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        [drop-title] Colegio de Santo Tomas de Aquino, bajo la direccion de Miguel Boada y Balmes, sito en la Nueva Guatemala, Calle de la Victoria, No. 17

      [colophon: Guatemala: Tipografia y litografia del "Noticioso Folio (33 cm; 13"). [2] pp, with integral blank leaf.. 1862] One of the editors of the opposition (i.e., anti-Carrera) newspaper proposes to establish a school for educating young Guatemalan children. To be admitted whether they are ignorant of the basics of reading, writing, and arithmetic or not, they will be classed into three groups, ranging from the most ignorant beginners to those truly in command of the "Three Rs." Once in command of those essentials, they will commence on a four-year course of instruction that will include logic, grammar, philology, religion and morals, basic Latin, history, and geography and end with physics, chemistry, zoology, geometry, algebra, and English. There will also be instruction in gymnastics, drawing, and music. The prospectus includes the names of the instructors, information about examinations, and specifics of costs. => Prospectuses for schools in 19th-century Latin America are rare. Searches of NUC, WorldCat, COPAC, CICLA, and Metabase locate absolutely no copies. Never bound; as issued. Faint waterstaining in upper margin, corners bumped slightly; a very good copy.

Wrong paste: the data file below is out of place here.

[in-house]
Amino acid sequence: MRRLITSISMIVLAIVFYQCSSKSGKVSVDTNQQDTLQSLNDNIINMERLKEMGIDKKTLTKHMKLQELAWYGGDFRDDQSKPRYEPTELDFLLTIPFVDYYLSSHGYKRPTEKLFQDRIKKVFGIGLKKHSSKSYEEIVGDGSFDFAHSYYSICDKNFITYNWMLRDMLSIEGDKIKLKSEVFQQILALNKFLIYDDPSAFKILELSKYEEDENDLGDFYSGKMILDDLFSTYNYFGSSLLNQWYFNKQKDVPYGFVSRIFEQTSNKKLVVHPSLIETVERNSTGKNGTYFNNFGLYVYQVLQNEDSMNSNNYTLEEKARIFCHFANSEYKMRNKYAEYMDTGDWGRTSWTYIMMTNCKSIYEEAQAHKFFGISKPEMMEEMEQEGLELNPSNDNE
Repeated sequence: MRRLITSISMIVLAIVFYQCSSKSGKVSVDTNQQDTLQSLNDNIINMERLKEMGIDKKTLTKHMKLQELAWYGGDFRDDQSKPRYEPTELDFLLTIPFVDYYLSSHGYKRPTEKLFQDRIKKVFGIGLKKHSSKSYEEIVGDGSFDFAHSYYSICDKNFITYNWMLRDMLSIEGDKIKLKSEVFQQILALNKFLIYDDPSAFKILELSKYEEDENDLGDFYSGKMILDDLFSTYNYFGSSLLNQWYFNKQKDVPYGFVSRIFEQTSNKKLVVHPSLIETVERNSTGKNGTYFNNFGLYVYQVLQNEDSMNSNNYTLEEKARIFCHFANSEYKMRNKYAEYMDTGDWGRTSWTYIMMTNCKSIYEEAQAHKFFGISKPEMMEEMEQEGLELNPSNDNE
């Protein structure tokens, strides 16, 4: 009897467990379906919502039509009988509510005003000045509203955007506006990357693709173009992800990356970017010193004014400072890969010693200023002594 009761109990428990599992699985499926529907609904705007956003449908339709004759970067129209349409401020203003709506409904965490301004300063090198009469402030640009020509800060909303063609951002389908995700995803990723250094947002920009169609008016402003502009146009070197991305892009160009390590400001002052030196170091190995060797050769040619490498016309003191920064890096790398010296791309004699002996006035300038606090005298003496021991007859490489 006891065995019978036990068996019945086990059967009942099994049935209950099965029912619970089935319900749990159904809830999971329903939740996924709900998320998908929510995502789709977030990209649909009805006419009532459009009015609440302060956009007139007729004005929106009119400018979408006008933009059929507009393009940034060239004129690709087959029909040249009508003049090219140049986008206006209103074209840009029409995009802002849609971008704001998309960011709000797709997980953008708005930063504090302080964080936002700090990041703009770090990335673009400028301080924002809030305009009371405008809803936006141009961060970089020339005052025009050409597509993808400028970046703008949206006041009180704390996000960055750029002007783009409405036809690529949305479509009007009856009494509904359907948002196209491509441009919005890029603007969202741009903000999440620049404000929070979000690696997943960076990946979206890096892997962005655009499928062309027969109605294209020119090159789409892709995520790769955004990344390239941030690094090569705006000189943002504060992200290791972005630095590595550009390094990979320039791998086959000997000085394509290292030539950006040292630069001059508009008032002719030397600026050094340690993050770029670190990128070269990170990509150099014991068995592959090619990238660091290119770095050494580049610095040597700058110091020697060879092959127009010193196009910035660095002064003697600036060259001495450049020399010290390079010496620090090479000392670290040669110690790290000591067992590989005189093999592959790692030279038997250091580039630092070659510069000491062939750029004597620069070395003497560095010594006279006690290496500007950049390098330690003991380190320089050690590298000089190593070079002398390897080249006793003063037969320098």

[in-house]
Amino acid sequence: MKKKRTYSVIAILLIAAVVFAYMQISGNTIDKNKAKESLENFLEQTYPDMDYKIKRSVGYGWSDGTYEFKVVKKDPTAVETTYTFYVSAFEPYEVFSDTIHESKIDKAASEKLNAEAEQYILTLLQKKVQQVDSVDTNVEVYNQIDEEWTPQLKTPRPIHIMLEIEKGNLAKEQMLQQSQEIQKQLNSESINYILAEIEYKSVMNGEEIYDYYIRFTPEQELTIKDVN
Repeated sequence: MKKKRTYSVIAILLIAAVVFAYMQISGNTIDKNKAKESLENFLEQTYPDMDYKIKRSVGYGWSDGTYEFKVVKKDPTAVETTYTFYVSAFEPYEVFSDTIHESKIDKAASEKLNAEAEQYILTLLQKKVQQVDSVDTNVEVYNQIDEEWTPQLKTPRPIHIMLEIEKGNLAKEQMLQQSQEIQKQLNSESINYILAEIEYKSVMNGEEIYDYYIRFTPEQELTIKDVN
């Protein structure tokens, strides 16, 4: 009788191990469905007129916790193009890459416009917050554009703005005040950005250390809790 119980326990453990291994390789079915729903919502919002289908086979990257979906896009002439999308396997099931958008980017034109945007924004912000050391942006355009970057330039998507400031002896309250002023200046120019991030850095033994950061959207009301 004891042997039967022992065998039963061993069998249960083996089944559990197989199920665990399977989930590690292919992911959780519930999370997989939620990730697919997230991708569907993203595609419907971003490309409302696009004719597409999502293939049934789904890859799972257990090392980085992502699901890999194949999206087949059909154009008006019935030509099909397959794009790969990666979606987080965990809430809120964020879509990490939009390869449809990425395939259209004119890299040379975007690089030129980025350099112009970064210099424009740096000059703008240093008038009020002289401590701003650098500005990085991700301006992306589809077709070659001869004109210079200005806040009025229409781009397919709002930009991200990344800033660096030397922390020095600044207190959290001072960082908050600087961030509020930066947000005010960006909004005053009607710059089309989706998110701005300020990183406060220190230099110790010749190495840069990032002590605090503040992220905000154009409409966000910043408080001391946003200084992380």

[Bookseller: SessaBks, A Division of the Philadelphia]